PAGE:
SDR How It Will Help Johnny

Selective Dorsal Rhizotomy (SDR) is a neurosurgical procedure which involves sectioning and cutting of some of the sensory nerve fibres that cause spasticity. The abnormal nerve rootlets are identified and then cut, leaving the normal rootlets intact. 

The results are permanent (spasticity or muscle tightness is irrevocably reduced) and when combined with an intensive physiotherapy post-op programme (and for some children additional orthopaedic surgery to lengthen muscles), can result in life-changing mobility improvements. 

For children who can already walk, this can result in independent walking without an assistive device. For children like Johnny, who are wheelchair-bound, this will mean the difference between a wheelchair all day vs. the freedom of being able to take his own steps with a walker. 

Although this surgery has started to become available in the UK, the acknowledged expert is the surgeon in the US, Dr Park (St. Louis hospital) , who has performed this operation over 2,500 times over the last 20 years – including over 100 children from the UK. We took Johnny to Bristol, one of the few UK hospitals offering this operation, earlier this year but unfortunately he doesn’t meet their narrower selection criteria. 

However, help is at hand. We have sent Johnny’s details and x-rays over to St. Louis and he has been accepted for surgery there. According to Dr. Park and his team, Johnny is a very good candidate for the rhizotomy surgery and we can expect the following improvements. 

  • His spasticity will be permanently reduced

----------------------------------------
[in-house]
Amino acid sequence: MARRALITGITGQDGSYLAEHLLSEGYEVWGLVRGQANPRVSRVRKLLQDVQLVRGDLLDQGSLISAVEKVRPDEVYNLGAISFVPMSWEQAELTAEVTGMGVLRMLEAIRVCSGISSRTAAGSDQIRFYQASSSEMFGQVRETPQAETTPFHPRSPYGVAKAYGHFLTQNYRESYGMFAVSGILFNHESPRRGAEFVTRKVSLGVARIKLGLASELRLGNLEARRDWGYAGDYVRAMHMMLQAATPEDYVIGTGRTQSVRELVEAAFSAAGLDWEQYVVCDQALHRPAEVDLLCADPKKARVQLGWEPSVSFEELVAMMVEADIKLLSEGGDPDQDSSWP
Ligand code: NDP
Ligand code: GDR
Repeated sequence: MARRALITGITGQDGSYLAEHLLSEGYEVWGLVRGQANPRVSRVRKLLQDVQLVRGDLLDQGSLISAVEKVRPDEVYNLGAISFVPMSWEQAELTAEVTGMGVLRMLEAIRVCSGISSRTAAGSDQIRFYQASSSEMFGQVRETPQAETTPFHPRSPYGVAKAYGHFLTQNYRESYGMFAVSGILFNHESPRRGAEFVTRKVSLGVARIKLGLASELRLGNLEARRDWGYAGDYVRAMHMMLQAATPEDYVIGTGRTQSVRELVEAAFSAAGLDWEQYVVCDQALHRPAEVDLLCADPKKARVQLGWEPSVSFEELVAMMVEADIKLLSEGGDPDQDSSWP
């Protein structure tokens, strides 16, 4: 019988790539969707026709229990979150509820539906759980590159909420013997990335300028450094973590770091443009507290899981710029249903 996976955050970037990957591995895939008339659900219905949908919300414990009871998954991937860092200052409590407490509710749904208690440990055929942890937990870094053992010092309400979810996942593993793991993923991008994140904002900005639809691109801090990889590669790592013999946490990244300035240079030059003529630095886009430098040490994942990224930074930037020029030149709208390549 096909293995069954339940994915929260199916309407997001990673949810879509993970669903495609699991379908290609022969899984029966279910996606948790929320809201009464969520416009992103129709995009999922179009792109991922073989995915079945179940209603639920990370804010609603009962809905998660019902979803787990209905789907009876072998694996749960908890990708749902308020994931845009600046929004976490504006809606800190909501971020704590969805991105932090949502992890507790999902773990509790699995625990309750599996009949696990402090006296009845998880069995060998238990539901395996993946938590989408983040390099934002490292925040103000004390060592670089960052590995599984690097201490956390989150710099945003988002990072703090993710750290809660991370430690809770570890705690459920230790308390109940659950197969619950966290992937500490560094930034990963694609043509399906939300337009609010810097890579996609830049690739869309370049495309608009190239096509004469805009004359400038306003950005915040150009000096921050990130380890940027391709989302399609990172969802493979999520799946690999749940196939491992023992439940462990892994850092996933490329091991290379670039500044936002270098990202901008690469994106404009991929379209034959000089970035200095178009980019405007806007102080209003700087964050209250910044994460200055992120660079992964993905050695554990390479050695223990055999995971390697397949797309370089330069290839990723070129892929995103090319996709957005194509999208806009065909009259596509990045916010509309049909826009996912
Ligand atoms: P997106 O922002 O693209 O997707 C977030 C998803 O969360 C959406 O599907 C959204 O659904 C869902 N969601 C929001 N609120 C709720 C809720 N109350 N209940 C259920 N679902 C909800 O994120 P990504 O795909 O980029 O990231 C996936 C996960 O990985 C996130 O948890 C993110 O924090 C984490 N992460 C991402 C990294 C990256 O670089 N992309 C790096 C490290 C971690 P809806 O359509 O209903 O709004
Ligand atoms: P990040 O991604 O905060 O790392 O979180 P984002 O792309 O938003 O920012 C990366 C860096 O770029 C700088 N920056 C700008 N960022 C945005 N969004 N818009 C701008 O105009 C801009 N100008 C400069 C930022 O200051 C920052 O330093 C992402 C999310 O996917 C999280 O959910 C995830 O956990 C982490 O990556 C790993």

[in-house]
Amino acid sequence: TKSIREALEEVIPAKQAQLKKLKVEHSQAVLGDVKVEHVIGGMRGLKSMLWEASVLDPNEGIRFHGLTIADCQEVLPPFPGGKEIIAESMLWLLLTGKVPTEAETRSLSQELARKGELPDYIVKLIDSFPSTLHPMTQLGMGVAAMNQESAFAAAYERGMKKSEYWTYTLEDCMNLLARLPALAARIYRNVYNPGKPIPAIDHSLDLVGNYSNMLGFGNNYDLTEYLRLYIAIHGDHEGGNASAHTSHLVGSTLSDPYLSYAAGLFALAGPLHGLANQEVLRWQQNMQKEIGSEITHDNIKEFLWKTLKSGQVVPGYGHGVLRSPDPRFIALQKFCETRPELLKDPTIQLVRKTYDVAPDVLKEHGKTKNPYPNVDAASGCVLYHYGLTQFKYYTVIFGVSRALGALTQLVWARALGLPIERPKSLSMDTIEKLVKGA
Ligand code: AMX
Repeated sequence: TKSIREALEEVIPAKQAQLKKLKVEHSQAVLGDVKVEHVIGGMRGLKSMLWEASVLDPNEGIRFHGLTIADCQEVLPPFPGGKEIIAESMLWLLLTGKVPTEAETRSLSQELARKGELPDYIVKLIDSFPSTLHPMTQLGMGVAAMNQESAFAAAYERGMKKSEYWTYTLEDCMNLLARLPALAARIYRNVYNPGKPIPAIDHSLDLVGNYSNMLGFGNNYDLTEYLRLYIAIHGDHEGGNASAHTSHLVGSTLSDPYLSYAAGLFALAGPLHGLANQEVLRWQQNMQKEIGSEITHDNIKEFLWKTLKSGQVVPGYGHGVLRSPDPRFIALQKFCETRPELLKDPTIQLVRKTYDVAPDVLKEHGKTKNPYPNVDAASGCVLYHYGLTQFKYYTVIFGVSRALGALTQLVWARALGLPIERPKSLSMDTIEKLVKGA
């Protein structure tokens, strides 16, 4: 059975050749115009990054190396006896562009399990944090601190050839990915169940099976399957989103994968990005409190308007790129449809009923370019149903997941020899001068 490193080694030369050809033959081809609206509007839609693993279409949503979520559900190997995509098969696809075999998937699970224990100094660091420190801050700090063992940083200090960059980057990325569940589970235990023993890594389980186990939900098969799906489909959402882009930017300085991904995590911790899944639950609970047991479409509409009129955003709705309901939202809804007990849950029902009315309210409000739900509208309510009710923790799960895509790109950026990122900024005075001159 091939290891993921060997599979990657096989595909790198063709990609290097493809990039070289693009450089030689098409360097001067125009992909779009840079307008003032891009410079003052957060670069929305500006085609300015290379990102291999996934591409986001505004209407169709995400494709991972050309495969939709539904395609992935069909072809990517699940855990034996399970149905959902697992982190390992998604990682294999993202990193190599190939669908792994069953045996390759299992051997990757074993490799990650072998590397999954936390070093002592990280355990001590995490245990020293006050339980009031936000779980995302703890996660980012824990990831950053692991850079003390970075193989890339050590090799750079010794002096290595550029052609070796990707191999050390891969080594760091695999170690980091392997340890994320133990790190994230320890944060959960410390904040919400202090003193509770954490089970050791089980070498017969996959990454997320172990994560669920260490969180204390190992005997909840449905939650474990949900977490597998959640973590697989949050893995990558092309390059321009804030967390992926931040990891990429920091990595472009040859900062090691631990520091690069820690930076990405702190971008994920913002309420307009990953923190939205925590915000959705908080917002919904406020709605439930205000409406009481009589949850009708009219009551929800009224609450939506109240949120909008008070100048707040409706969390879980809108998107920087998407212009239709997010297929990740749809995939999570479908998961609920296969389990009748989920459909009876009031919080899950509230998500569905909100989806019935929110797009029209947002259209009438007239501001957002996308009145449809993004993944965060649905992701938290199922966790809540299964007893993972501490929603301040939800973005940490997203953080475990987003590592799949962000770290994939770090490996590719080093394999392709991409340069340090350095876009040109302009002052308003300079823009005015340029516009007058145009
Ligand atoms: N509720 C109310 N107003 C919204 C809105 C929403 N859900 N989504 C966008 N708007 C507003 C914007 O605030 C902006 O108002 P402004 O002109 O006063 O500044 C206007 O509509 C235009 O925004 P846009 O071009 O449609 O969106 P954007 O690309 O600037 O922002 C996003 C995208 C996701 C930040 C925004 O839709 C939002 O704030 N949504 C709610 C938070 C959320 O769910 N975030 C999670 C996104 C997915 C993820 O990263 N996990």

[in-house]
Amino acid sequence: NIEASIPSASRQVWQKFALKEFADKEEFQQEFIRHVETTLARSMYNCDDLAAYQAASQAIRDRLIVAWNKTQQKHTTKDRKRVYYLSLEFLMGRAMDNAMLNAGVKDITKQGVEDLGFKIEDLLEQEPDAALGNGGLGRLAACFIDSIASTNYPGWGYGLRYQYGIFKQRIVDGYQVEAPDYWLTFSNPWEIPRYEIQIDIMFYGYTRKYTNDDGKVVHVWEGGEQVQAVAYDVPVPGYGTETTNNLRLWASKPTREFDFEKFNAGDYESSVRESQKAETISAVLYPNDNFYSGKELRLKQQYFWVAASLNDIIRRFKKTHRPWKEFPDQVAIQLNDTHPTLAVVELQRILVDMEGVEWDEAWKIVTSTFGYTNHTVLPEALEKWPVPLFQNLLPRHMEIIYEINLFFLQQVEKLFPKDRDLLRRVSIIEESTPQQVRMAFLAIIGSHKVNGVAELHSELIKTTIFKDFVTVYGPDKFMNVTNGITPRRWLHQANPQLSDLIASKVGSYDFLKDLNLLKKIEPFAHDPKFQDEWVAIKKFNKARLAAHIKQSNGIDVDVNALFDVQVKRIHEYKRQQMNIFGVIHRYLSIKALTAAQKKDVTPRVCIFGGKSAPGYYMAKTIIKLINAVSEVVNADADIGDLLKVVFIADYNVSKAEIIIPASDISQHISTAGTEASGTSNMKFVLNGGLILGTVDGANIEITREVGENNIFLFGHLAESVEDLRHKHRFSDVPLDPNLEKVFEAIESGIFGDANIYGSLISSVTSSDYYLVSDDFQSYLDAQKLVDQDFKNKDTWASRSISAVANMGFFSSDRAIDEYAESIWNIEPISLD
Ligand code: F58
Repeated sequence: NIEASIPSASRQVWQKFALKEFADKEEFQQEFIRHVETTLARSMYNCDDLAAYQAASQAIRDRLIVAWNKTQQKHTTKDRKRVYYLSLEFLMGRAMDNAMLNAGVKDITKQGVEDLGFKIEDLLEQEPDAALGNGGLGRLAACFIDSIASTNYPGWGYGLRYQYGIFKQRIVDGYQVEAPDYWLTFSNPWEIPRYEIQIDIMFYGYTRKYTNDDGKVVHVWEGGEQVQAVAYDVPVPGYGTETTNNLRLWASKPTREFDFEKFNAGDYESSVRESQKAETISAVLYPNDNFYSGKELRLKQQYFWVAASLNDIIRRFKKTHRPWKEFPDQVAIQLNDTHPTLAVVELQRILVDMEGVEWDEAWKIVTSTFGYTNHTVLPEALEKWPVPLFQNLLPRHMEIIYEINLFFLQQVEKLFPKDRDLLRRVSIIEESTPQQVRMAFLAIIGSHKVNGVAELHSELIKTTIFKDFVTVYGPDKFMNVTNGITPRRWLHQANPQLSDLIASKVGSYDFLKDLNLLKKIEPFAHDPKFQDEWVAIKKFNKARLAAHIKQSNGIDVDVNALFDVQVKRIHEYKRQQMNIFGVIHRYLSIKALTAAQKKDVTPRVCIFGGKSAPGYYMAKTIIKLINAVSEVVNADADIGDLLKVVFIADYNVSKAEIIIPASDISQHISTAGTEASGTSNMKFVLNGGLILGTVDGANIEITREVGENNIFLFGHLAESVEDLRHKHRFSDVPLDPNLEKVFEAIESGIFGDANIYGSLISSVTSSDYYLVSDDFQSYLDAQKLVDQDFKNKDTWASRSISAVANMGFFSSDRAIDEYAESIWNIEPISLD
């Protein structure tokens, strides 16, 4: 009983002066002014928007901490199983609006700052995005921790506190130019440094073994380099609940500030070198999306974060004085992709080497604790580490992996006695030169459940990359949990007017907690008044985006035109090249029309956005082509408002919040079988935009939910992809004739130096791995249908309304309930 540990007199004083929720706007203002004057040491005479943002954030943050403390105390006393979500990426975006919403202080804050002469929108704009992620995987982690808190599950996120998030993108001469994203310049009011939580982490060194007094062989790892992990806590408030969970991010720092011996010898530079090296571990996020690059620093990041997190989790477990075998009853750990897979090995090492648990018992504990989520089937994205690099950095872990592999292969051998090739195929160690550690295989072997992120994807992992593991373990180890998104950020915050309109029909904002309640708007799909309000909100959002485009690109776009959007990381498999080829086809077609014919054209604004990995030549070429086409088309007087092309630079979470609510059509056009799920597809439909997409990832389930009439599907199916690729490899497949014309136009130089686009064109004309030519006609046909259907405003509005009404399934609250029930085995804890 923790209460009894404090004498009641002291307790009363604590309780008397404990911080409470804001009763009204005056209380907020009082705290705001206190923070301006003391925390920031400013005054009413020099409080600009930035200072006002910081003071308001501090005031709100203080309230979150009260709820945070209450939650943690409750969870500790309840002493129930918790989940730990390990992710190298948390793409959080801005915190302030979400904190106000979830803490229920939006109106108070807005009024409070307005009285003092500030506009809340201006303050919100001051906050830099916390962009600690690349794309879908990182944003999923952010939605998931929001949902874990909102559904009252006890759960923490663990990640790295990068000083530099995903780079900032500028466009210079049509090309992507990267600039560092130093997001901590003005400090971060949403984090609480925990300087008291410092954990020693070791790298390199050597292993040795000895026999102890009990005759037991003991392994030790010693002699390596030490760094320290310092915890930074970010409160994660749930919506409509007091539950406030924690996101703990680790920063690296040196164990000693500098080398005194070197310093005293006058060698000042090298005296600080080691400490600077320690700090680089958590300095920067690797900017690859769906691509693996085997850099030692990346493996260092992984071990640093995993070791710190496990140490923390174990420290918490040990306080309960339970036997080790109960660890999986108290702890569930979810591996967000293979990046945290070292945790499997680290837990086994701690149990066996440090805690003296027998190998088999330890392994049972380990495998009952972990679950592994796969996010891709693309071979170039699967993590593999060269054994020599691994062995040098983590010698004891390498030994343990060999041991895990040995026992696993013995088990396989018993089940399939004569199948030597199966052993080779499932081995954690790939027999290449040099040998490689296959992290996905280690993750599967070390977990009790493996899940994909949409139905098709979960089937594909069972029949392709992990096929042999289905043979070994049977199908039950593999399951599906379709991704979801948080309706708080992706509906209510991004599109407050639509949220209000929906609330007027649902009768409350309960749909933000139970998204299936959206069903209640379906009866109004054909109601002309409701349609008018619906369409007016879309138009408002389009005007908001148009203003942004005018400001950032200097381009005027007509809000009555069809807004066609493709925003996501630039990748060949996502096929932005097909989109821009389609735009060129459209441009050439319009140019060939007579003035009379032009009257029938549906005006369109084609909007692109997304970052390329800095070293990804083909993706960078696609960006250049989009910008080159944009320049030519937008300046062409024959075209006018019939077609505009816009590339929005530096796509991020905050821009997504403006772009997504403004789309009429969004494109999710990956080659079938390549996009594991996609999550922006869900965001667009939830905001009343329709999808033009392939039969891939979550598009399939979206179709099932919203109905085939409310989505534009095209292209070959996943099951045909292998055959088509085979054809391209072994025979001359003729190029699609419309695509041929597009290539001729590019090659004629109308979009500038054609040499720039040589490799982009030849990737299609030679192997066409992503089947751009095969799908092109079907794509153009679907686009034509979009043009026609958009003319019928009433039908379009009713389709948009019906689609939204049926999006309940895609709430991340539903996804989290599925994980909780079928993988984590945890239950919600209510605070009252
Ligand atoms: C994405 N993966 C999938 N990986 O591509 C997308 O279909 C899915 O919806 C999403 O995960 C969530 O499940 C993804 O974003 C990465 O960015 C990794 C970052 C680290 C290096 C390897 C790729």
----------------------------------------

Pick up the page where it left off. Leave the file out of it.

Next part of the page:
• His sitting and standing postures will improve
  • His transitions between postures will be easier and faster
  • His balance and level of comfort will improve
  • They feel that Johnny will be able to walk with a walker 

Due to these benefits: they strongly recommend that he has the surgery.

If Johnny doesn’t have the operation, he will undoubtedly face a lot of pain and discomfort. Without weight-bearing through his hips, his hips will undoubtedly dislocate further, he runs the risk of developing muscle contractures, ankle and foot deformities and back problems. Without SDR his muscles will continue getting tighter, more painful and uncomfortable and the constant tightness and lack of walking will cause him other problems with his bones and joints that will require considerable surgery in the future. 

The Costs

The surgery (SDR and Orthopaedic Surgery) costs c. £35k. However, we have set our target as £70k to cover the costs of the surgery in America but also 2 years of intensive physio afterwards.

It’s a scary amount of money to have to raise but we’re trying to think about it as not just a couple of people trying to raise £70k but 70 people trying to raise £1k each.

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